to ban fast food toys
July 1, 2008
A UNIQUE by-law could be brought in banning fast food
companies from giving away toys with unhealthy meals in
Councillors are ready to act on the findings of an
inquiry earlier this year which accused burger giants
such as McDonald’s and Burger King of contributing to
the city’s child obesity crisis.
Next week they will be asked to back plans for specific
Liverpool-wide legislation preventing toys being given
away with fatty food such as burgers, chips and chicken
City leaders hope the idea could have a similar impact
to the pioneering Smokefree campaign which eventually
led to a nationwide ban on smoking in indoor public
Fast food companies have previously defended the
distribution of toys, with McDonald’s insisting the fat,
salt and sugar content of its Happy Meals has
dramatically reduced in recent years.
Cllr Paul Twigger, who headed the council’s child
obesity inquiry, said toy giveaways left parents open to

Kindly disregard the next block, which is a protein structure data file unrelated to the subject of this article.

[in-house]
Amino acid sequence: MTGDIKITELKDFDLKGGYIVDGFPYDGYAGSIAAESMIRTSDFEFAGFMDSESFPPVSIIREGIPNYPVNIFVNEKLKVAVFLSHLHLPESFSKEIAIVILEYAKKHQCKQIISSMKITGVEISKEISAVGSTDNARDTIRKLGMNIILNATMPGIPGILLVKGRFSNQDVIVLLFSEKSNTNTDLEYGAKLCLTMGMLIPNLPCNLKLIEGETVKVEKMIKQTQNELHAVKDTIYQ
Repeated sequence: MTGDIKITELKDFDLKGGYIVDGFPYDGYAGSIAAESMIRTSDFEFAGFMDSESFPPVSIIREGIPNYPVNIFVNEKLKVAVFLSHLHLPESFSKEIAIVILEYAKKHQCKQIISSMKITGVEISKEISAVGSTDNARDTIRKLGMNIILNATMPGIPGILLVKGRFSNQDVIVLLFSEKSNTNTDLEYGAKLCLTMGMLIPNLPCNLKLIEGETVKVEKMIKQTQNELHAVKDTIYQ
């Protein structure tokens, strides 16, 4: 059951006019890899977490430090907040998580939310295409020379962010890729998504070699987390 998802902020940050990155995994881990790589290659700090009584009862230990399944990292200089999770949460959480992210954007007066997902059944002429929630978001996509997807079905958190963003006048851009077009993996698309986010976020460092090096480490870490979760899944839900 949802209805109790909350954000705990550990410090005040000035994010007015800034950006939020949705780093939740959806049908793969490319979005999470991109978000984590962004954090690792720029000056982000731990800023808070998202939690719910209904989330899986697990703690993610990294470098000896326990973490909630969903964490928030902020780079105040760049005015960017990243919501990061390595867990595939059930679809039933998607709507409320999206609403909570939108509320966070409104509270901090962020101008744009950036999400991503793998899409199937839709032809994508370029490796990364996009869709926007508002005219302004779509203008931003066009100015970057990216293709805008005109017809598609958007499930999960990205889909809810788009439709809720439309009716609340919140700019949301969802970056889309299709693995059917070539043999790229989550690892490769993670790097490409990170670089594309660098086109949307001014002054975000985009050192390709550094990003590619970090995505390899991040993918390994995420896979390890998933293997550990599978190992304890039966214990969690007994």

He said: “These promotions are marketed directly at
“And busy parents often find it easier to give in than
stand their ground.
“We do not want to ban all toys. But there should be a
ban on selling them with unhealthy food.
“These things always seem to be someone else’s problem.
We do not want to be a nanny state, but someone has to
take a stand.
“The response we got
to Smokefree shows something can be done.
“We want the big corporations to wake up and realise
healthier food promotes better health and wellbeing.
“It makes children concentrate better in school and have
healthier lifestyles later in life.”
Shock figures last year showed almost one-third of 10
and 11-year-olds and nearly one-quarter of
reception-class children are officially classed as
either overweight or obese.
Liverpool’s director of public health Dr Paula Grey said
the findings of the council’s child obesity inquiry were
being examined to see how they could be developed.
She added: “A great deal of work is being done to tackle
“Our programmes include community-based initiatives to
encourage better diets, including the use of community
“There is a particular focus on children and young
people, with a number of school-based initiatives.”
Although McDonald’s admits advertising to youngsters it
insists three-quarters of its Happy Meal menu items are
not high in fat, salt or sugar.
It also says it had made significant changes to its
children’s menu such as introducing orange juice,
mineral water, fruit, carrot sticks and semi-skimmed
The by-law proposal will be discussed by Liverpool
council next Wednesday.
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